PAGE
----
We all should eschew cultural stereotypes, especially if we might be inclined to make important life decisions based thereon. That is what a father and a New York Family Court referee recently learned in Manhattan. The father, who lived in Manhattan, had responded to an online advertisement by woman from Queens who was seeking to conceive a child. The couple conceived and became parents to twins in June 2007, with the mother being the primary custodian of the children and the father having regular visitation.
By October 2007 differences between the parents prompted the father to petition the Family Court in New York County to become the primary custody of the children. In support of his petition, the father presented lay testimony that the children, by reason of their "nontraditional" family arrangement, would more easily "fit in" with other children in the father's West Village neighborhood than in the mother's predominantly Greek-American neighborhood in Queens! For this and other reasons, the Family Court referee agreed with the father and ordered that when the twins attained 4 years of age and were enrolled in school they would change their primary residence from the mother's home to the father's home with the father thereafter being the primary custodian of the children.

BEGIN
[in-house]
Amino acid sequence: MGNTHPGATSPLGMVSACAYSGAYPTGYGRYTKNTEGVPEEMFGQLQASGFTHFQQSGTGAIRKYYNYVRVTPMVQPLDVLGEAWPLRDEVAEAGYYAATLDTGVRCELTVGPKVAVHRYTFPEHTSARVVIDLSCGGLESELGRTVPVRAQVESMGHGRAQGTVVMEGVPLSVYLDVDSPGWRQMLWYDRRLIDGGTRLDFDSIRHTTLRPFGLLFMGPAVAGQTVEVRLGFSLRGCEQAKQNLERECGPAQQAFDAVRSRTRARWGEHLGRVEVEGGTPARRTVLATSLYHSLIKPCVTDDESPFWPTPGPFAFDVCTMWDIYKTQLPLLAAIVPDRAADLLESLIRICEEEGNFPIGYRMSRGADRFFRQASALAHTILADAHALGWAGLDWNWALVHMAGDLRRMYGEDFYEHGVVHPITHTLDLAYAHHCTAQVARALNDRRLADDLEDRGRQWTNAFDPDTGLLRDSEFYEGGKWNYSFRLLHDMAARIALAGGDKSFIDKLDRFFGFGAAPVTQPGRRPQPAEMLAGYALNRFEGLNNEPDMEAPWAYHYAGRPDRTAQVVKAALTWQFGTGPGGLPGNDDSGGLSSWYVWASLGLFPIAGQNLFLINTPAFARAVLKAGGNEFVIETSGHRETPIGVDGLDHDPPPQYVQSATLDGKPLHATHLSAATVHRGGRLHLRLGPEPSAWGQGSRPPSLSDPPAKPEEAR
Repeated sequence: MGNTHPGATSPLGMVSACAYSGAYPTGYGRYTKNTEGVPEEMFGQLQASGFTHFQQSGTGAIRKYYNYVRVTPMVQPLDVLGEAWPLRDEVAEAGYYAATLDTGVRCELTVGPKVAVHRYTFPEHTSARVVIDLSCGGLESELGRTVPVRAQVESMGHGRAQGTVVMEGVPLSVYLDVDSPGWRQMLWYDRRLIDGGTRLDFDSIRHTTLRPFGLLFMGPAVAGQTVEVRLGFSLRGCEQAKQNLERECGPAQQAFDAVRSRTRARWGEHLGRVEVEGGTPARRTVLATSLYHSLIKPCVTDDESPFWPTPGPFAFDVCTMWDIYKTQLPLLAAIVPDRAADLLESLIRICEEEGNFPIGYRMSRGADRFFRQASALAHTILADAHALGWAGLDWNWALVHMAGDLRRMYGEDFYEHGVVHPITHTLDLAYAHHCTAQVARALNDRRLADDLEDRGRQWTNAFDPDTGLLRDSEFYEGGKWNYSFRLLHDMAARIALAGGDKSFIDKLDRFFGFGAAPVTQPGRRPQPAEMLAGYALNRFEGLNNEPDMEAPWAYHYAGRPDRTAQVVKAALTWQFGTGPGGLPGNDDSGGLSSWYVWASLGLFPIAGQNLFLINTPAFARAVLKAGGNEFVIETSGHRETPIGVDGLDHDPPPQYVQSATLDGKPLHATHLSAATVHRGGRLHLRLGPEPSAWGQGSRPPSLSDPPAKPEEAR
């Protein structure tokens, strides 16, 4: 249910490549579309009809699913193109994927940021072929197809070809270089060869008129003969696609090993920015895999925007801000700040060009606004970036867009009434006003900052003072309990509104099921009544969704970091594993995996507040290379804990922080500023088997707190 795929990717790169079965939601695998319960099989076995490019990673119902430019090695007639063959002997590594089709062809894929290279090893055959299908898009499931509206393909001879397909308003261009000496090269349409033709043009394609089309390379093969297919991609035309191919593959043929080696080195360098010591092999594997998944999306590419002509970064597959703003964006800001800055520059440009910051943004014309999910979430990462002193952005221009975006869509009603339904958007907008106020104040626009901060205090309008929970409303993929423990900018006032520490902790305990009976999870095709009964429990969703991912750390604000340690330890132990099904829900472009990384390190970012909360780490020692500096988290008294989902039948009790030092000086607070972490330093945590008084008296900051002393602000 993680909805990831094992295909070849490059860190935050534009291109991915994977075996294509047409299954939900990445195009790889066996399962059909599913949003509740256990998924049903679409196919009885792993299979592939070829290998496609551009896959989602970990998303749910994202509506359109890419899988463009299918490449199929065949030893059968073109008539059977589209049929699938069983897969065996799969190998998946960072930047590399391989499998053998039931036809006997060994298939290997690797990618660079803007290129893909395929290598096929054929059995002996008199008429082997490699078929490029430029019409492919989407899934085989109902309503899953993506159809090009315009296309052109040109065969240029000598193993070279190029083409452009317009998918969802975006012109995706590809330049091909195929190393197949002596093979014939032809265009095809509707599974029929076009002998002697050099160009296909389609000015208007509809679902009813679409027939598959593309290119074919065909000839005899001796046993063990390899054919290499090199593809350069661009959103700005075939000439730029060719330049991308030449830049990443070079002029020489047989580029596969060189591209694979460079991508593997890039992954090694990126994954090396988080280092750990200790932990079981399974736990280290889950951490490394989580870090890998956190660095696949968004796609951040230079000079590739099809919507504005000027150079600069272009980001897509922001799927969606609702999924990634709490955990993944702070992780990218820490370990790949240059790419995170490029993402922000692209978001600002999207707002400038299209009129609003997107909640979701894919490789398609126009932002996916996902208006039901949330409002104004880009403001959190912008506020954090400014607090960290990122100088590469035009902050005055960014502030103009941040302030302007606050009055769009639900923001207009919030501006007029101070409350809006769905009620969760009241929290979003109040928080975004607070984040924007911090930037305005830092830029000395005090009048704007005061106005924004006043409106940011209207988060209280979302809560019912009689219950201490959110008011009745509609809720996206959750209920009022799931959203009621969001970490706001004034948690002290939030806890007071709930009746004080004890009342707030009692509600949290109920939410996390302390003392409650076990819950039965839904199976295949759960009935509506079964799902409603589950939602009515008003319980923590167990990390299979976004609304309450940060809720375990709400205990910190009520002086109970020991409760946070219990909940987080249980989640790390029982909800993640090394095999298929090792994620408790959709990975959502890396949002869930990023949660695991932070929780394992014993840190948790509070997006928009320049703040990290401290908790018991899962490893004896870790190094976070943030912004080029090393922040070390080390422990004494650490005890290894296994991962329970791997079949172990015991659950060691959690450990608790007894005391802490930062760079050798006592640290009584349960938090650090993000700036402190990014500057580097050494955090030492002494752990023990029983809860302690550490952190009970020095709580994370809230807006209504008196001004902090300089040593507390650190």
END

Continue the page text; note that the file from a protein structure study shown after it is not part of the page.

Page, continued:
The mother appealed the referee's order and the appellate court agreed with her, reversing the referee's order. The appellate court stressed that, where both parties are fit parents, the parent seeking a change in custody must present evidence of "extraordinary circumstances" to show that the advantages of disrupting the children's lives by a change custody clearly outweigh the benefits of continuing in the stable environment of their current custodial arrangement.
In this instance, both the father and the Family Court referee learned that speculation about the perceived "social advantages" of one neighborhood over another was a legally insufficient reason to warrant a change in child custody.
[Source material: Lawrence C. v. Anthea P., 2010 NY Slip Op 09353 (1st Dep't Dec. 16, 2010), and as reported in the New York Law Journal, page 1, December 20, 2010.]